From the ill-fated "Plan B" to hurricane relief, John Boehner and the House GOP have had a bad run. A former congressman attempts to justify their actions.
The Republican New Jersey governor unloads on his party for failing to pass the Hurricane Sandy relief bill.
It passed the House and Senate with bipartisan support, but liberals and conservatives alike found something to loathe in the final agreement.
Yes, we're going over the cliff. Yes, there's probably going to be a bipartisan deal. No, you shouldn't freak out. Now go ahead and have some champagne.
Just because it's an off year doesn't mean no one is running. Here are the top House, Senate and gubernatorial contests to pay attention to in the year ahead.
The National Rifle Association came out swinging in its first comments since the Newtown shooting, a sign the group sees a tough fight ahead.
Is a deal still possible? Can John Boehner survive as speaker? Why did he try this Plan B idea, anyway? A guide to what to expect in the weeks ahead.
Once a major thorn in the side of House Speaker John Boehner, the majority leader has fallen into line after a struggle for dominance.
There's more passion behind the prospect of new gun-control legislation than advocates have seen in a decade -- but they still don't have the votes.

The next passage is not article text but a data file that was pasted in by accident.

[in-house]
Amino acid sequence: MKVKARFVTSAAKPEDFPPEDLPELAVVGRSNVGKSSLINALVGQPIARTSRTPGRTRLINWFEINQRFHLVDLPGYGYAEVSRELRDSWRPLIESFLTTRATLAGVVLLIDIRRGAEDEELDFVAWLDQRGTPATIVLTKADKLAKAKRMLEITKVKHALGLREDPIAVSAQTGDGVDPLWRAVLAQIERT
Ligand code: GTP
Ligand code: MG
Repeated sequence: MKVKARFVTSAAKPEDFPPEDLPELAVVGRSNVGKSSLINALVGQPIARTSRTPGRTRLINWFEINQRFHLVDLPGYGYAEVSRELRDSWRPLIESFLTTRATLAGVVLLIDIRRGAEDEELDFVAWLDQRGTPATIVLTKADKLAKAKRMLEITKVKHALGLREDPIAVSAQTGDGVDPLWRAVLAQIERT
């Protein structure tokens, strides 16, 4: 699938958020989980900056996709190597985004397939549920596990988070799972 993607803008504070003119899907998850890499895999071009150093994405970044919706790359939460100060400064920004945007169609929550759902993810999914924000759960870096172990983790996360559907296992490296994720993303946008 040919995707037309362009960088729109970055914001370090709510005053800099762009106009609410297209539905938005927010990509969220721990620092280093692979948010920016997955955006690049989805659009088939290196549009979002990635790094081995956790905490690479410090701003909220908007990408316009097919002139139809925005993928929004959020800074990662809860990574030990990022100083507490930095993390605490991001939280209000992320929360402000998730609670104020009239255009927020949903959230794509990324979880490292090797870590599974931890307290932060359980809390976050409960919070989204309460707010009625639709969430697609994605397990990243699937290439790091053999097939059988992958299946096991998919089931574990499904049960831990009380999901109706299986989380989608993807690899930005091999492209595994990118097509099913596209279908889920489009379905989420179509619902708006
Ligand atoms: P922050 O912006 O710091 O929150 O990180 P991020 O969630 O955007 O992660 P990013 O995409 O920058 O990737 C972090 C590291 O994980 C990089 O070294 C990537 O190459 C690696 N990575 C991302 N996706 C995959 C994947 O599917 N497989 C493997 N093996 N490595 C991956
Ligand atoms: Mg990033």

In signing anti-union legislation, Michigan's moderate Republican governor inflamed the left and damaged himself politically. Was he really painted into a corner?
A hard-fought presidential election, sea changes on gay rights and marijuana, and intractable disputes over the budget are standout stories in a busy year.
How activists rewrote the political playbook, reversed decades of defeat, and finally won over voters.
Liberals are fired up about Obama's second term and Elizabeth Warren's election. They're about to be disappointed.
Much as they decried the Supreme Court's campaign-finance decision, progressive groups may have exploited it most in this year's election.
As Republicans regroup from electoral disaster, some -- including a rising star in the Senate -- insist conservatism was not to blame.
Americans want a deal that reduces the deficit, raises taxes on the wealthy, and doesn't cut entitlement benefits. But most of all, they want compromise.
Beyond Democrats' incremental gains in numbers, a new crop of sympathetic faces in the House and Senate has given liberals reason to cheer.
The GOP establishment has long wanted to pass comprehensive immigration reform but been cowed by its activist base. Tuesday's election gave them an opening.
The president stakes out a tough position to open negotiations on the looming set of fiscal deadlines facing Congress.